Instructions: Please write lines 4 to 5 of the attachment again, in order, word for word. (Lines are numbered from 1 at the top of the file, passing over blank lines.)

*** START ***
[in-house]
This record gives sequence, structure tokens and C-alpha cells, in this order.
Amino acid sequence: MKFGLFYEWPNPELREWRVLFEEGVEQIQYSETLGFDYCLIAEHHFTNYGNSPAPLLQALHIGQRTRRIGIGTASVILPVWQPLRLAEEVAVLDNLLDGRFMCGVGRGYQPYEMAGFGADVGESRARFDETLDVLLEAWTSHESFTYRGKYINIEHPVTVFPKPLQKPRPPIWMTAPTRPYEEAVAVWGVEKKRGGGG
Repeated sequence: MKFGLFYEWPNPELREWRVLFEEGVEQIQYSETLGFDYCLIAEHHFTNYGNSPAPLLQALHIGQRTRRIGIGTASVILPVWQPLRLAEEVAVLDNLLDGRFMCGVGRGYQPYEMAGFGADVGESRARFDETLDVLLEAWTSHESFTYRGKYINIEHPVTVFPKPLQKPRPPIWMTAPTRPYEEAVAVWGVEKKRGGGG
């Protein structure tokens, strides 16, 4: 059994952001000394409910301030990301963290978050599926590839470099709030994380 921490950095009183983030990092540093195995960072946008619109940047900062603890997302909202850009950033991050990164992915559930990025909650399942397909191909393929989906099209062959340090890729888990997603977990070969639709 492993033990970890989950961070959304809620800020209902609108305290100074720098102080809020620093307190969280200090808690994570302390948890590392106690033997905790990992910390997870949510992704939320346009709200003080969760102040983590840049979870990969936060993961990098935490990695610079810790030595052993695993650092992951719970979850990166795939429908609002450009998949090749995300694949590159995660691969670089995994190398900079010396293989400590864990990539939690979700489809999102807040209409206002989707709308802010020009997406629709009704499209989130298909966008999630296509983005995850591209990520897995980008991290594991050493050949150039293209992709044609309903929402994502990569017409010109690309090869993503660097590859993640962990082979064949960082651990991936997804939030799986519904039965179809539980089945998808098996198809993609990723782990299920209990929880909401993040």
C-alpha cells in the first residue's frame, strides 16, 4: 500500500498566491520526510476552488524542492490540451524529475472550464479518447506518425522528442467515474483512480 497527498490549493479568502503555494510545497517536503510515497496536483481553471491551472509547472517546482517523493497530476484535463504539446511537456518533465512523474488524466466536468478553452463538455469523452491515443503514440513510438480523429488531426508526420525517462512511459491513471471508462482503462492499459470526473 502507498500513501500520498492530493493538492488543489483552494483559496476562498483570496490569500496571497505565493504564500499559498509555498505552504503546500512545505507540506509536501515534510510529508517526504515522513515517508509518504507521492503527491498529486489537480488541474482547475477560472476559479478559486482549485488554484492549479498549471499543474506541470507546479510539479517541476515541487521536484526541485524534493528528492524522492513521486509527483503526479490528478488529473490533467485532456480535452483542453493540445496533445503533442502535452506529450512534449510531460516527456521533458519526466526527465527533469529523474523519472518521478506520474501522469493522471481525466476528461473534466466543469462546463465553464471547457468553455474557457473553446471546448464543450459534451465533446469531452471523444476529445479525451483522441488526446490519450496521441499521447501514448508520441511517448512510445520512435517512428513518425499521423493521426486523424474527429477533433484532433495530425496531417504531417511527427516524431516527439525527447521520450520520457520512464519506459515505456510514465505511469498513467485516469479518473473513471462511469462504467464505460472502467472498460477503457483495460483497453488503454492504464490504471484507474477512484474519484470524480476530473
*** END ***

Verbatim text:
Repeated sequence: MKFGLFYEWPNPELREWRVLFEEGVEQIQYSETLGFDYCLIAEHHFTNYGNSPAPLLQALHIGQRTRRIGIGTASVILPVWQPLRLAEEVAVLDNLLDGRFMCGVGRGYQPYEMAGFGADVGESRARFDETLDVLLEAWTSHESFTYRGKYINIEHPVTVFPKPLQKPRPPIWMTAPTRPYEEAVAVWGVEKKRGGGG
């Protein structure tokens, strides 16, 4: 059994952001000394409910301030990301963290978050599926590839470099709030994380 921490950095009183983030990092540093195995960072946008619109940047900062603890997302909202850009950033991050990164992915559930990025909650399942397909191909393929989906099209062959340090890729888990997603977990070969639709 492993033990970890989950961070959304809620800020209902609108305290100074720098102080809020620093307190969280200090808690994570302390948890590392106690033997905790990992910390997870949510992704939320346009709200003080969760102040983590840049979870990969936060993961990098935490990695610079810790030595052993695993650092992951719970979850990166795939429908609002450009998949090749995300694949590159995660691969670089995994190398900079010396293989400590864990990539939690979700489809999102807040209409206002989707709308802010020009997406629709009704499209989130298909966008999630296509983005995850591209990520897995980008991290594991050493050949150039293209992709044609309903929402994502990569017409010109690309090869993503660097590859993640962990082979064949960082651990991936997804939030799986519904039965179809539980089945998808098996198809993609990723782990299920209990929880909401993040």